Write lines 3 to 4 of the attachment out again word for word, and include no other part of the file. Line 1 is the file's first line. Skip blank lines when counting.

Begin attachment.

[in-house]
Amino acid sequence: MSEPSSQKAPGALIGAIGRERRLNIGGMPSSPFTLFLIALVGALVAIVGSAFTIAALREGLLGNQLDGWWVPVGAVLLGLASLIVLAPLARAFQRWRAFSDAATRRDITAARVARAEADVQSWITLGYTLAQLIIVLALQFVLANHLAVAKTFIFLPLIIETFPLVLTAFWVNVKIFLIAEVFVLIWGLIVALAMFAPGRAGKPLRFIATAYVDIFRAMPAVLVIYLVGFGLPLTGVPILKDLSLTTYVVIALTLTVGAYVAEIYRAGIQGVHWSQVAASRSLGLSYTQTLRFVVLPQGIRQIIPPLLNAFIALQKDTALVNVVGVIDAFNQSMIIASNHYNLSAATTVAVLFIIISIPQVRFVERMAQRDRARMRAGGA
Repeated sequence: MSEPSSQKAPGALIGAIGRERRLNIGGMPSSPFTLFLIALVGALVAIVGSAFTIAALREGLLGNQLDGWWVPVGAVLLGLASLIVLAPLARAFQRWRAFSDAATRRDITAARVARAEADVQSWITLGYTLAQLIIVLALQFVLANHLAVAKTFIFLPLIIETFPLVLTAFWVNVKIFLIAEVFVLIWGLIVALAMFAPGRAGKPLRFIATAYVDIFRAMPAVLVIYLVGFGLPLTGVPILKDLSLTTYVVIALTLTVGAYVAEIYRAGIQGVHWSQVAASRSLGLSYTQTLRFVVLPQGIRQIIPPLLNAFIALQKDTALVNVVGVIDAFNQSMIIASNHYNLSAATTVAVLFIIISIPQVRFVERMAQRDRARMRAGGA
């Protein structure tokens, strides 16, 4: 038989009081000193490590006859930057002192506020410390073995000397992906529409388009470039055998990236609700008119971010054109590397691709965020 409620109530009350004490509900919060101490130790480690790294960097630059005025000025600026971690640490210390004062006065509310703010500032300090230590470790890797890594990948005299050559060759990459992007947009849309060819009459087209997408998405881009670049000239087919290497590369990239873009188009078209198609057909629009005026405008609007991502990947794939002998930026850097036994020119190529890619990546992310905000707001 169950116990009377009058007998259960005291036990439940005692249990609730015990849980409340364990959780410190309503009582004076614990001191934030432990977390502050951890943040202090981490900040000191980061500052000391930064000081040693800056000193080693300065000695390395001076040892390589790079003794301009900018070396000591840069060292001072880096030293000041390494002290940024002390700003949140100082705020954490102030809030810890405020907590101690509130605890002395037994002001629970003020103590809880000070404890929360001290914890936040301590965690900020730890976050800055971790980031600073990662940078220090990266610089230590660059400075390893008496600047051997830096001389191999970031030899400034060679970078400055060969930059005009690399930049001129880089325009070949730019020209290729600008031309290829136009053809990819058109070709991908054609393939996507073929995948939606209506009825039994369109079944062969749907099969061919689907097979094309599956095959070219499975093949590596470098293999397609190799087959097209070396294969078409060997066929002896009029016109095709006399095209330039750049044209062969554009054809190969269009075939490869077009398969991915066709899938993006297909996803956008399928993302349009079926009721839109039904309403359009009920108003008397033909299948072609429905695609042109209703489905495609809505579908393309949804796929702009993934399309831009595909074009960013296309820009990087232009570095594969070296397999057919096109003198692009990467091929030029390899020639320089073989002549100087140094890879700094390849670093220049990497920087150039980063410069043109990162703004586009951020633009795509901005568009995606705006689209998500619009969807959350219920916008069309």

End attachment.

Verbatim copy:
Repeated sequence: MSEPSSQKAPGALIGAIGRERRLNIGGMPSSPFTLFLIALVGALVAIVGSAFTIAALREGLLGNQLDGWWVPVGAVLLGLASLIVLAPLARAFQRWRAFSDAATRRDITAARVARAEADVQSWITLGYTLAQLIIVLALQFVLANHLAVAKTFIFLPLIIETFPLVLTAFWVNVKIFLIAEVFVLIWGLIVALAMFAPGRAGKPLRFIATAYVDIFRAMPAVLVIYLVGFGLPLTGVPILKDLSLTTYVVIALTLTVGAYVAEIYRAGIQGVHWSQVAASRSLGLSYTQTLRFVVLPQGIRQIIPPLLNAFIALQKDTALVNVVGVIDAFNQSMIIASNHYNLSAATTVAVLFIIISIPQVRFVERMAQRDRARMRAGGA
């Protein structure tokens, strides 16, 4: 038989009081000193490590006859930057002192506020410390073995000397992906529409388009470039055998990236609700008119971010054109590397691709965020 409620109530009350004490509900919060101490130790480690790294960097630059005025000025600026971690640490210390004062006065509310703010500032300090230590470790890797890594990948005299050559060759990459992007947009849309060819009459087209997408998405881009670049000239087919290497590369990239873009188009078209198609057909629009005026405008609007991502990947794939002998930026850097036994020119190529890619990546992310905000707001 169950116990009377009058007998259960005291036990439940005692249990609730015990849980409340364990959780410190309503009582004076614990001191934030432990977390502050951890943040202090981490900040000191980061500052000391930064000081040693800056000193080693300065000695390395001076040892390589790079003794301009900018070396000591840069060292001072880096030293000041390494002290940024002390700003949140100082705020954490102030809030810890405020907590101690509130605890002395037994002001629970003020103590809880000070404890929360001290914890936040301590965690900020730890976050800055971790980031600073990662940078220090990266610089230590660059400075390893008496600047051997830096001389191999970031030899400034060679970078400055060969930059005009690399930049001129880089325009070949730019020209290729600008031309290829136009053809990819058109070709991908054609393939996507073929995948939606209506009825039994369109079944062969749907099969061919689907097979094309599956095959070219499975093949590596470098293999397609190799087959097209070396294969078409060997066929002896009029016109095709006399095209330039750049044209062969554009054809190969269009075939490869077009398969991915066709899938993006297909996803956008399928993302349009079926009721839109039904309403359009009920108003008397033909299948072609429905695609042109209703489905495609809505579908393309949804796929702009993934399309831009595909074009960013296309820009990087232009570095594969070296397999057919096109003198692009990467091929030029390899020639320089073989002549100087140094890879700094390849670093220049990497920087150039980063410069043109990162703004586009951020633009795509901005568009995606705006689209998500619009969807959350219920916008069309």